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Le Samouraï

Le Samouraï

A Feature film by Jean-Pierre Melville

Produced by Filmel, Compagnie Industrielle et Commerciale Cinématographique (CICC)

Release in France : 25/10/1967

    Synopsis

    Hitman Jef Costello is a perfectionist who always carefully plans his murders and who never gets caught. One night however, after killing a night-club owner, he's seen by witnesses. His efforts to provide himself with an alibi fail and more and more he gets driven into a corner.

    Source : IMDb

    Actors (22)

    Production and distribution (5)

    Executive Producers :

    Filmel, Compagnie Industrielle et Commerciale Cinématographique (CICC)

    Foreign production company :

    Fida Cinematografica

    French distribution :

    SN Prodis

    Associate producer :

    Groupe Katz - TC Productions

    Film exports/foreign sales :

    Pathé Distribution, Editions René Château

    Box Office: Total results

    Box office: Timeline

    International releases (7)

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    TV Broadcasts: Cumulative total

    TV broadcasts: details by country

    About

    Alternative ending

    In an interview with Rui Nogueira, Melville indicated that he had shot an alternate version of Jef's death scene. In the alternative ending, which is actually the original version as Melville had written in the script, Costello meets his death with a picture-perfect grin à la Delon. The scene was changed to its current form when Melville angrily discovered that Delon had already used a smiling death scene in another of his films. Still images of the smiling death exist.

    Influence

    The film has influenced other works, listed in chronological order:

        Walter Hill's 1978 film The Driver features a similar dynamic between a reluctant female witness and, this time, the getaway driver, not the assassin. Ryan Gosling's protagonist in the similarly named 2011 film Drive also shares many key characteristics with the protagonist of Le Samourai.
        Hong Kong director John Woo's 1989 film, The Killer, was heavily influenced by Le Samouraï's plot, the bar's female pianist being replaced by a singer. Chow Yun-fat's character Jeffrey Chow (international character name for Ah Jong) was obviously inspired by Alain Delon's Jef. The inspiration, or homage, is confirmed by the similarity in the character names. Woo acknowledged his influences by writing a short essay on Le Samouraï and Melville's techniques for the film's Criterion Collection DVD release.
        Jim Jarmusch paid homage to Le Samouraï with the 1999 crime-drama, Ghost Dog: The Way of the Samurai, starring Forest Whitaker as a meditative, loner assassin who lives by the bushido code. In the same manner that Jef Costello has a huge ring of keys that enables him to steal any Citroën DS, the hitman Ghost Dog has an electronic "key" to break into luxury cars.
        Hong Kong director Pang Ho-Cheung's 2001 crime-and-filmmaking comedy You Shoot, I Shoot features Eric Kot as a hitman who idolizes Alain Delon's Jef, dressing like the character, and speaking to him via a Le Samouraï poster in his apartment.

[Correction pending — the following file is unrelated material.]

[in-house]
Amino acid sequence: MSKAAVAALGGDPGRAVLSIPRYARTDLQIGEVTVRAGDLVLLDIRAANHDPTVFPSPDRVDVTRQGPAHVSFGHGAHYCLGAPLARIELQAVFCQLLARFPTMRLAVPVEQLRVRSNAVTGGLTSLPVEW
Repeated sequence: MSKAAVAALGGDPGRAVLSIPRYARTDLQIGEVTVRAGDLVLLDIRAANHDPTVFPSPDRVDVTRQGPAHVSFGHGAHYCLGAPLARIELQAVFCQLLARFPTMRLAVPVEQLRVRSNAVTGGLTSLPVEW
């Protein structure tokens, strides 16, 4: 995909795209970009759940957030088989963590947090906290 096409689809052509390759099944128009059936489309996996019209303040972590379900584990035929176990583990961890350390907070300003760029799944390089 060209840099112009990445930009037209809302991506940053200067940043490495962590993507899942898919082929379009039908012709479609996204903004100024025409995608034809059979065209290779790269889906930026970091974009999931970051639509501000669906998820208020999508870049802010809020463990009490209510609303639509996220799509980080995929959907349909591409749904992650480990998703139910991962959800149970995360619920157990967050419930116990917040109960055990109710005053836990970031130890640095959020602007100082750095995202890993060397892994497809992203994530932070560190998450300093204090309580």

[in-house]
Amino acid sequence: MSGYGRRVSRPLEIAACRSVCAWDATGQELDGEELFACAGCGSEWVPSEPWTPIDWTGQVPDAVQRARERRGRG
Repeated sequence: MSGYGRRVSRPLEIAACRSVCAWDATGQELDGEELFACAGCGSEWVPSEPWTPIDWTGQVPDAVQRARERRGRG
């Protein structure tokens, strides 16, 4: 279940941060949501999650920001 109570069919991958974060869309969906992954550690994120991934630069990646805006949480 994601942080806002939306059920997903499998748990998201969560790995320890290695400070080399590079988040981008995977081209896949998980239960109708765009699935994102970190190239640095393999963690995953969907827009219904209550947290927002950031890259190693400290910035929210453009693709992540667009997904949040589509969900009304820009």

The film is ranked #39 in Empire magazines "The 100 Best Films Of World Cinema" in 2010.

    Source : Wikipedia

    Full credits (18)

    Executive Producer :

    Eugène Lepicier

    Author of original work :

    Joan McLeod

    Screenwriters :

    Jean-Pierre Melville, Georges Pellegrin

    Sound Recordist :

    René Longuet

    Assistant Operators :

    Jean-Paul Cornu, Henri Decaë, François Lauliac

    Production managers :

    Georges Casati, Jean Pieuchot

    Sound Editor :

    Robert Pouret

    Continuity supervisor :

    Betty Elvira

    Production Designer :

    François de Lamothe

    Assistant Director :

    Georges Pellegrin

    Producers :

    Eugène Lepicier, Raymond Borderie

    Director of Photography :

    Henri Decaë

    Sound Assistant :

    Pierre Davoust

    Camera Operator :

    Jean Charvein

    Editors :

    Monique Bonnot, Yolande Maurette

    Assistant editors :

    Madeleine Bagiau, Madeleine Guérin, Geneviève Letellier

    Music Composer :

    François de Roubaix

    Sound Mixer :

    Alex Pront

    Technical details

    Feature film

    Genres :

    Fiction

    Sub-genre :

    Film noir

    Production language :

    French

    Coproducer countries :

    France, Italy

    Original French-language productions :

    Unknown

    Nationality :

    Majority French (France, Italy)

    Production year :

    1967

    French release :

    25/10/1967

    Runtime :

    1 h 45 min

    Current status :

    Released

    Visa number :

    33208

    Visa issue date :

    25/10/1967

    Approval :

    Unknown

    Production formats :

    35mm

    Color type :

    Color

    Aspect ratio :

    1.85

    Audio format :

    Mono

    Posters (1)

    Director

    Festival Selections

    Karlovy Vary International Film Festival - 2012

    Karlovy Vary International Film Festival (Czech Republic, 2012)

    Selection

    Tribute to Jean-Pierre Melville